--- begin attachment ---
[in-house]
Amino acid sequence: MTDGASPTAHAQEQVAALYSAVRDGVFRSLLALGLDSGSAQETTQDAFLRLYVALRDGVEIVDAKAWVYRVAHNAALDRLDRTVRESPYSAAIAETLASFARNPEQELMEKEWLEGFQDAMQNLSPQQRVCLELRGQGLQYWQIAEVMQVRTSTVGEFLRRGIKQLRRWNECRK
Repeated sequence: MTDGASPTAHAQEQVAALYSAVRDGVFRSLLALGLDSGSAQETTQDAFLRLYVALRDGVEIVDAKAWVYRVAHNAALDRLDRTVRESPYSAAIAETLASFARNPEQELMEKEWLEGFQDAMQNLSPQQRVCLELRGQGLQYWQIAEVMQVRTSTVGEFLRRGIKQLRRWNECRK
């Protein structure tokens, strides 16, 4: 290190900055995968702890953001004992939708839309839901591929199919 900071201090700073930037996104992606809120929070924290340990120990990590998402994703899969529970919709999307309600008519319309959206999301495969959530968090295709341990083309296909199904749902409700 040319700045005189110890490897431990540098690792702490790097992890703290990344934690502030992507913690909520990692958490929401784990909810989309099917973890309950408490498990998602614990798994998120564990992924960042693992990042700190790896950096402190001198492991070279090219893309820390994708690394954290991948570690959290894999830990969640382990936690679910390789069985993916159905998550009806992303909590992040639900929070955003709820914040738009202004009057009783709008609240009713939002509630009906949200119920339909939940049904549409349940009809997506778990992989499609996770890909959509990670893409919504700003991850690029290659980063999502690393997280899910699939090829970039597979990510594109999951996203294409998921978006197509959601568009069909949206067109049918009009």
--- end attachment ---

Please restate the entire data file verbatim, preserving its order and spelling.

[in-house]
Amino acid sequence: MTDGASPTAHAQEQVAALYSAVRDGVFRSLLALGLDSGSAQETTQDAFLRLYVALRDGVEIVDAKAWVYRVAHNAALDRLDRTVRESPYSAAIAETLASFARNPEQELMEKEWLEGFQDAMQNLSPQQRVCLELRGQGLQYWQIAEVMQVRTSTVGEFLRRGIKQLRRWNECRK
Repeated sequence: MTDGASPTAHAQEQVAALYSAVRDGVFRSLLALGLDSGSAQETTQDAFLRLYVALRDGVEIVDAKAWVYRVAHNAALDRLDRTVRESPYSAAIAETLASFARNPEQELMEKEWLEGFQDAMQNLSPQQRVCLELRGQGLQYWQIAEVMQVRTSTVGEFLRRGIKQLRRWNECRK
């Protein structure tokens, strides 16, 4: 290190900055995968702890953001004992939708839309839901591929199919 900071201090700073930037996104992606809120929070924290340990120990990590998402994703899969529970919709999307309600008519319309959206999301495969959530968090295709341990083309296909199904749902409700 040319700045005189110890490897431990540098690792702490790097992890703290990344934690502030992507913690909520990692958490929401784990909810989309099917973890309950408490498990998602614990798994998120564990992924960042693992990042700190790896950096402190001198492991070279090219893309820390994708690394954290991948570690959290894999830990969640382990936690679910390789069985993916159905998550009806992303909590992040639900929070955003709820914040738009202004009057009783709008609240009713939002509630009906949200119920339909939940049904549409349940009809997506778990992989499609996770890909959509990670893409919504700003991850690029290659980063999502690393997280899910699939090829970039597979990510594109999951996203294409998921978006197509959601568009069909949206067109049918009009």